Is modern art really that bad?

I’ll be honest: I think a lot of modern art sucks. It’s often pretentious, self-indulgent, lazy and overpriced. While I’d like to go on believing that and get on with my day, I have to acknowledge that this point of view feels narrow-minded. So, to try to shed some light on this heavily debated issue, here are my arguments in defense of modern art:

1. Modern art isn’t what you think it is. A lot of art is mislabeled “modern,” in the same way that a lot of what people think of as classical music isn’t classical at all. The true modern art movement happened between the late 19th century and the 1970s, and included Van Gogh, Picasso and Dali. The stuff that people really hate spans minimalism, postminimalism, conceptual art, installations, and performance art, and there’s plenty of great art being made now that doesn’t fit into any of those categories. For the sake of clarity, though, I’ll keep using “modern art” as an umbrella term. My apologies to any art historians with hurt feelings.

2. Modern art is the natural progression of history. Since the Renaissance, art has moved away from realism and towards simplification. At first, art was about drawing the world as it is (plus depicting religious scenes). But somewhere in the early 1800s artists decided that art should be more than just description and imitation. That spawned a trend of people tweaking life to be more emotionally powerful or aesthetically pleasing. Over time, artists kept simplifying and synthesizing, until we somehow ended up with blank canvases and dead sharks on display. A similar process occurred with other forms of art as well, but there’s not much complaining about how concise Hemingway was.

3. Bad art gives art a bad rap. Sometimes contemporary art is just so shockingly bad that it overshadows the rest. Some videos of bizarre and disgusting performance art have gone viral. Sure, artistic taste is a matter of opinion, but come on—some things are just nasty. One infamous video was overwhelmingly criticized by the online community and used as an example of pretentiousness in the art world. There’s modern art out there that’s profound, but still understandable; it just gets buried underneath a whole lot of bad art.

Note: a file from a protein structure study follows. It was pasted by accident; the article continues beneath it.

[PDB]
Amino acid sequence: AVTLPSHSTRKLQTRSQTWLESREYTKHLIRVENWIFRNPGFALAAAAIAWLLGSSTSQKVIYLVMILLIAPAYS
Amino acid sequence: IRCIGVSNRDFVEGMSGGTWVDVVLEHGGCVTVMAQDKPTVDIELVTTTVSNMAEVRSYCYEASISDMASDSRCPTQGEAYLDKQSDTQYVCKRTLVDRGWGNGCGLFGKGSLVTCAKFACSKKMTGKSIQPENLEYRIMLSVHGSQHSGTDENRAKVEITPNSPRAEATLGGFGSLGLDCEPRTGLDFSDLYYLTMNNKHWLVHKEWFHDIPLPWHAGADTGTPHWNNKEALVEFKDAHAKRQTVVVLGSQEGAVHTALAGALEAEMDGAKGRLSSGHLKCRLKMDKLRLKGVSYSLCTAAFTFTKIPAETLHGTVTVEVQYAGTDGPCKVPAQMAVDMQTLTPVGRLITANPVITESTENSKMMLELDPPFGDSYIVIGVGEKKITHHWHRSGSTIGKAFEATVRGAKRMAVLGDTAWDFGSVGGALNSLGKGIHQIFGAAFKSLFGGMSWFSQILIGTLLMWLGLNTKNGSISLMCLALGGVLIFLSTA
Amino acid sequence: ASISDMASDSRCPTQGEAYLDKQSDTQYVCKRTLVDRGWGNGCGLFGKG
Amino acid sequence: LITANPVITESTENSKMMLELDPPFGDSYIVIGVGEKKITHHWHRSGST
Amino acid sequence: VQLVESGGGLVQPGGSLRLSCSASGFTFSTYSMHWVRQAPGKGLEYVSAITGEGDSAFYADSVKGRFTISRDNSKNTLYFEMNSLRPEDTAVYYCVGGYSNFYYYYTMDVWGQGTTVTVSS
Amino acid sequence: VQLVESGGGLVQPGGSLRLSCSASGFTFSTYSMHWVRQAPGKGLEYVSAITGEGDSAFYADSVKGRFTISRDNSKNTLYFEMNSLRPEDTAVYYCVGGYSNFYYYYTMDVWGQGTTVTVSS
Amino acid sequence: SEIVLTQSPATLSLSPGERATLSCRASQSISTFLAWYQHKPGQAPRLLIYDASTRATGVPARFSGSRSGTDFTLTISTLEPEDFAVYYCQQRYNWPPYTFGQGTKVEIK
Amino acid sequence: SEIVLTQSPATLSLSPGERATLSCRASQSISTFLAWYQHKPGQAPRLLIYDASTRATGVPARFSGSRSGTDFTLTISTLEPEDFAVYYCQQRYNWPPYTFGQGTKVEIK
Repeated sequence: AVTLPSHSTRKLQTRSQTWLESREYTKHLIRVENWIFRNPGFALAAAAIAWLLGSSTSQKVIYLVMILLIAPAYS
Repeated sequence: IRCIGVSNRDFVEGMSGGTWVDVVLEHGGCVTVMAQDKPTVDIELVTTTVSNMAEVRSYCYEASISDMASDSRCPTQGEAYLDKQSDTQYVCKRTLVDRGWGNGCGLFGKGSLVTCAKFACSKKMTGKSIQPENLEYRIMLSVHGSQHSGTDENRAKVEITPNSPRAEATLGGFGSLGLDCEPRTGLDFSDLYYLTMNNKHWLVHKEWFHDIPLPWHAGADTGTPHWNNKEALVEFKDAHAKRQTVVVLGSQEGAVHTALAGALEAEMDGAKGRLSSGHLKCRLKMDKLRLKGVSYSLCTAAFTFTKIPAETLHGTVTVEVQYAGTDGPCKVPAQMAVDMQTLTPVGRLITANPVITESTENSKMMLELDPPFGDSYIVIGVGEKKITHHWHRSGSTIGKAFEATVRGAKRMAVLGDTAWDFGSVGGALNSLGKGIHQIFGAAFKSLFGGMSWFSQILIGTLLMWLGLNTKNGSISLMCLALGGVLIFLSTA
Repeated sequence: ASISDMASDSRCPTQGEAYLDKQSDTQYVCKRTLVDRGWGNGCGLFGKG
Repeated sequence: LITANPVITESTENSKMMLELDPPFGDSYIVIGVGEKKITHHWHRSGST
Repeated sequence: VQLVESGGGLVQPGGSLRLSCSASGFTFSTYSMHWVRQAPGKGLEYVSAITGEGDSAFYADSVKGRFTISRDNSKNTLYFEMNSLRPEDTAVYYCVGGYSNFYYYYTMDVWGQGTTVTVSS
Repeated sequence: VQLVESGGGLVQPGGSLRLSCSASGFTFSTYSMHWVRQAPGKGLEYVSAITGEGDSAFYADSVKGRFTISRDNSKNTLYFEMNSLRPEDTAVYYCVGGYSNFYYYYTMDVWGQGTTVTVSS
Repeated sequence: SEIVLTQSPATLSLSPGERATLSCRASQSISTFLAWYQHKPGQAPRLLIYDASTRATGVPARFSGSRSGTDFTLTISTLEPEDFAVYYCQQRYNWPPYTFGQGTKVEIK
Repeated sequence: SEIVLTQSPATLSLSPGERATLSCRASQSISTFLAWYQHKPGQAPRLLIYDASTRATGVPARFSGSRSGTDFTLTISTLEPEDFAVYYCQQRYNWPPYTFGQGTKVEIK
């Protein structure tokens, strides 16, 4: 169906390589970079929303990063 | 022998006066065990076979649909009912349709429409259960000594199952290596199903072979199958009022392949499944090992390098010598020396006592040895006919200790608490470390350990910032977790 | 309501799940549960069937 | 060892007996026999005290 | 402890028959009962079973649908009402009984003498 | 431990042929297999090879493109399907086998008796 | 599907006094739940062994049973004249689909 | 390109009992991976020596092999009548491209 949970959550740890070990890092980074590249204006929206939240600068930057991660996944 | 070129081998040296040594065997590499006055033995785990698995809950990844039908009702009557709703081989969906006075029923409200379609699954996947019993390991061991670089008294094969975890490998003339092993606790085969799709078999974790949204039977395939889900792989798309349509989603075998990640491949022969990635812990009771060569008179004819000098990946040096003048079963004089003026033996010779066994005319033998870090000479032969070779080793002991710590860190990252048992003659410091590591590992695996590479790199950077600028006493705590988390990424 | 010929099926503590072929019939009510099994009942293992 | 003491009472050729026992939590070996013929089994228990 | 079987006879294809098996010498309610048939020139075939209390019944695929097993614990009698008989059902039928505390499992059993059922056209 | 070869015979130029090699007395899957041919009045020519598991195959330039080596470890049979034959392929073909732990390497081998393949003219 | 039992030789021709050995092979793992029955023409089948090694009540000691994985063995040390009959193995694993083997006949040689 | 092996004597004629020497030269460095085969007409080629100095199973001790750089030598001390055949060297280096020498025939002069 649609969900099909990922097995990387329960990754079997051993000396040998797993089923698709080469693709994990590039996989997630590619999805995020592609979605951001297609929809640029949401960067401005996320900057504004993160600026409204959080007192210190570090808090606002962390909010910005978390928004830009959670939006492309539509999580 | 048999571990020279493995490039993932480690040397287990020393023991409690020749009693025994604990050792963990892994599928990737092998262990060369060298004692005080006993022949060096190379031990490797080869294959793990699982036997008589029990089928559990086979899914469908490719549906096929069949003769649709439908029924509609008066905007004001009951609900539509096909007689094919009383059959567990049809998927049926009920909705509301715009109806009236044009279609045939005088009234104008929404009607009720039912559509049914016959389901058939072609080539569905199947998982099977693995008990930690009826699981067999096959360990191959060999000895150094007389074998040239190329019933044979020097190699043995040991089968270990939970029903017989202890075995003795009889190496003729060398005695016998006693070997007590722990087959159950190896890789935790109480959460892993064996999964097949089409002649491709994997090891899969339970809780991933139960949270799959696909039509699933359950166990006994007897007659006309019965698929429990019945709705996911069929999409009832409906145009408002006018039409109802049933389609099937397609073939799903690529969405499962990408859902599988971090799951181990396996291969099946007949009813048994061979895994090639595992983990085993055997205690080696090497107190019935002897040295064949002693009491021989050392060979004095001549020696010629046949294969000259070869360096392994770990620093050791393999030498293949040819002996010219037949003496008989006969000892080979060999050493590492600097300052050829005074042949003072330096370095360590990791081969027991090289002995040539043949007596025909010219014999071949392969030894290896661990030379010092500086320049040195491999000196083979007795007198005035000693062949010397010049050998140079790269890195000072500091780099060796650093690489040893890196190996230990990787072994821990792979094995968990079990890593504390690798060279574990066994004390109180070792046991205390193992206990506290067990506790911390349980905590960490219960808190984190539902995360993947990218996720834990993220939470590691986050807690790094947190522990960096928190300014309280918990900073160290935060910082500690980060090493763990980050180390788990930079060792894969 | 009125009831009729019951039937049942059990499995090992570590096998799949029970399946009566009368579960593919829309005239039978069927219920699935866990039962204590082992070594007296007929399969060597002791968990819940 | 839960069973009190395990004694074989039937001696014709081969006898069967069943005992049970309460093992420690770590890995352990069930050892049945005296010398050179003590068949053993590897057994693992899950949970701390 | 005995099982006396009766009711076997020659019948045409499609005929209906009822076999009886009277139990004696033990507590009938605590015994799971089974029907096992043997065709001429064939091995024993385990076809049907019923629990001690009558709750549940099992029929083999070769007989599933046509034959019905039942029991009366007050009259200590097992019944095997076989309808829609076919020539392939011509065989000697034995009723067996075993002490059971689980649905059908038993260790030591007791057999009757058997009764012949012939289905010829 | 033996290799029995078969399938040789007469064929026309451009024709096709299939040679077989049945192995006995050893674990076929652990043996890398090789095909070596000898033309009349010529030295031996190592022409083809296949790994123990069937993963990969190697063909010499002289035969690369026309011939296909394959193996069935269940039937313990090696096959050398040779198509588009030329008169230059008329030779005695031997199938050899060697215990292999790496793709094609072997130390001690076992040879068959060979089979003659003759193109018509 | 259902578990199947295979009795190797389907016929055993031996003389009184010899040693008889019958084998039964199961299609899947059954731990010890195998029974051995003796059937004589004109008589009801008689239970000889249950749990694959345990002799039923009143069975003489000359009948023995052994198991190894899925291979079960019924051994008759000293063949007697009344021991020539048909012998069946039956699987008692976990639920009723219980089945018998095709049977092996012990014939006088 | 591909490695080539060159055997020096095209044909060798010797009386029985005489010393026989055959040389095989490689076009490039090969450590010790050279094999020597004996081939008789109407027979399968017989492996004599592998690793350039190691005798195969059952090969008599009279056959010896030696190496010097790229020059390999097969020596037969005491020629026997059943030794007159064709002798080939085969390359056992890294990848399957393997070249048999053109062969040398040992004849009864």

4. Artistic meaning doesn’t just exist. A big problem with judging art is that it doesn’t belong to just one person. The artist makes a piece, and is conscious of its meaning. But the final product doesn’t “have” any meaning, because meaning can’t be perceived through the senses. All the viewer sees is shapes and colors. As art critic John Berger writes, “Although every image embodies a way of seeing, our perception or appreciation of an image depends also upon our own way of seeing.” Or consider the example given by Arthur Danto in The Transfiguration of the Commonplace, in which identical square red canvasses represent different things, such as the Red Sea, anger or minimalist geometric art. Same object, different meanings. Not only is there a difference between what the artist makes and what the viewer sees, but the artwork also has meaning for society. A work of art can’t just exist. It’s influenced by an earlier movement, or fits into an artistic trend, or makes a statement on real-life events.

5. Modern artists are richer than you. There are plenty of starving artists out there, but pieces by big-name contemporary artists like Damien Hirst sell for millions. Either the modern art world is fundamentally flawed for appreciating their art, or they’re doing something right.

6. Modern art is a personal journey for the artist. I know that sounds kind of lovey-dovey, but it’s pretty significant. The artist Joan Miro, for example, spent his career perfecting his style, trying to express more with each brush stroke. This culminated in Painting on White Background for the Cell of a Recluse, a triptych of three skinny lines on white canvasses. To the viewer, it may seem underwhelming and lazy, but it represents the evolution of his life’s work and search for meaning. I may not like it, but I can at least appreciate its importance.

7. Modern art takes skill. Yes, there are some extremes: the red canvas example mentioned above isn’t technically challenging. But most abstract artists put a lot of effort into creating a certain effect in their pieces. Conveying a certain emotion without any recognizable forms is tough.

These arguments have their flaws, and they only scratch the surface of this debate. And I’m still reluctant to appreciate the things I see at a lot of galleries. Maybe all the haters are wrong, and the world isn’t ready for contemporary art, just like it wasn’t ready for Van Gogh. Honestly, I don’t know. I’m just glad that I don’t have to see whatever comes after this artistic era. That’s going to be scary.